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The District loses its effective HIV/AIDS chief

According to the federal Centers for Disease Control and Prevention, an epidemic is considered "generalized and severe" when more than 1 percent of a local population is infected. Well, in March 2008, we learned that at least 3 percent of the entire population of the District of Columbia is living with HIV/AIDS. And the reason we even know this harrowing statistic is because of Dr. Shannon Hader.

With one report she reminded us that, while the epidemic is raging overseas, it is an inferno right here in the nation's capital. Getting that survey done -- and putting other systems in place to give the District a fighting chance to overcome the disease with no cure -- is the kind of leadership that put the city's troubled HIV/AIDS administration on a better, more accountable path. That's why today's announcement that after three years of service Hader is stepping down as director of the HIV/AIDS, Hepatitis, STD and TB Administration (HAHSTA) is such a blow.

The Post's "Wasting Away" series documented the dysfunction and waste at the agency before Hader's arrival and that still haunt corners of it today. But she has been able to make incredible advances. The District is the first in the country to implement routine HIV testing for all adults and adolescents. Knowing your status is the key to protecting yourself and others. Because perinatal HIV testing has been expanded to "nearly all labor and delivery suites," HAHSTA says it reduced the number of babies born with HIV from 10 in 2005 to just 1 in 2007. And Hader secured a $26 million partnership with the National Institutes of Health to improve treatment and help recruit researchers.

Those are structural, institutional and policy changes that will continue after Hader's departure next month. I hope Mayor Adrian Fenty can find another HAHSTA director to match the passion and leadership Hader brought to the post.

By Jonathan Capehart  | June 8, 2010; 5:05 PM ET
Categories:  Capehart  | Tags:  Jonathan Capehart  
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Dr. Hader is a very talented, experienced, and passionate appointment who sat as chief of a department that is underresourced, undervalued, and overworked considering the tasks ahead of them.

Unless her successor is allowed to provide innovative and effective techniques to challenge an epidemic that is multifaceted and multilayered. Someone who is encouraged to provide all available resources to support a interagency, citywide, comprehensive plan that follows the Administration's "promise" of truly addressing the HIV & AIDS epidemic at its roots.

Ending the 600+ people with AIDS that are currently on a fast growing housing waiting list; implementing comprehensive sex and sexuality education in schools; increasing services and support to combat sexual violence would be a great start, Mayor Fenty, in supporting the success of Dr. Hader's replacement and keeping that "promise".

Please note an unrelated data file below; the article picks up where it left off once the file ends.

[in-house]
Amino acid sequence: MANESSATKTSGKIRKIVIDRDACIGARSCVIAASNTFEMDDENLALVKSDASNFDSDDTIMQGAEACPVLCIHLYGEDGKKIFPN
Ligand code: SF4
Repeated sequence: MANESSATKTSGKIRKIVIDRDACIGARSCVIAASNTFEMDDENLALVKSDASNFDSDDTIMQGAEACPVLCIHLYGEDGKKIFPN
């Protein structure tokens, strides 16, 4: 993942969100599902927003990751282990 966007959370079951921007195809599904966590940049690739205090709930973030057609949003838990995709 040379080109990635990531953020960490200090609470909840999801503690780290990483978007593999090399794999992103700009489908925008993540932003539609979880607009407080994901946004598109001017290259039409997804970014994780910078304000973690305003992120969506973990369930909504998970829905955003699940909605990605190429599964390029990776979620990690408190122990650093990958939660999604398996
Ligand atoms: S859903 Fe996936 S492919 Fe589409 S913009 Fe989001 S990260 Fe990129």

Posted by: LarryBryant | June 8, 2010 7:25 PM | Report abuse

"documented the dysfunction and waste at the agency before Hader's arrival and that still haunt corners of it today"
Well, this is the same type of government you want running ALL health care right?
Corruption is in Government, in all levels. Want effective change? Get the PEOPLE involved - people want to help - but I'll be damned if I will give more money to the fat cats. Why don't you take the lead and start a foundation to help out? Oh, wait, that would be work.

Posted by: dcjayhawk2 | June 9, 2010 6:14 AM | Report abuse

While most sit and stand and kiss her derriere. Speaking from personal experience the leadership or the lack there of is representative of the arrogance and solipsistic nature of this administration and the ever changing face of the DC governments managerial positions. The attitude of they no best is the reason for the city's problems.

First the statistics everyone speaks of, the 3% are that of compromised data sets. One, the district offers free services not just to DC residents but to everyone and a large amount of the cases are MD/VA, which increases the Districts numbers.

Secondly the algorithm (link on bottom)which is in use by CDC/APHL is not being followed at most city clinics and other health care facilities.

Third the rapid testing has shown numerous false positive (Whitman Walker), which represents a problem there also is not any secondary testing so data should be invalid. These rapid methods do not replace EIA/Western Blot methods. Also the level of competency of the tester (no scientific background)should be in question.

Having listened to scientist in the city's public health laboratory (yes there is one DCPHL)they suggest "where are these inflated numbers" they certainly are not coming from there lab. Also, should not positive be confirmed by the city's licensed testing body.

To speak of the agency and its praise is to be delusional at best. Speaking of underfunded, understaffed, overworked, underpaid. City scientist in the lab see the results day in and day out. In and age where HIV/AIDS numbers are inflated for municipal monetary gains. How can one trust the city to give accurate stats when there is no synergy at the department level.

Thank You,

Posted by: Pharaohdc | June 10, 2010 9:22 AM | Report abuse

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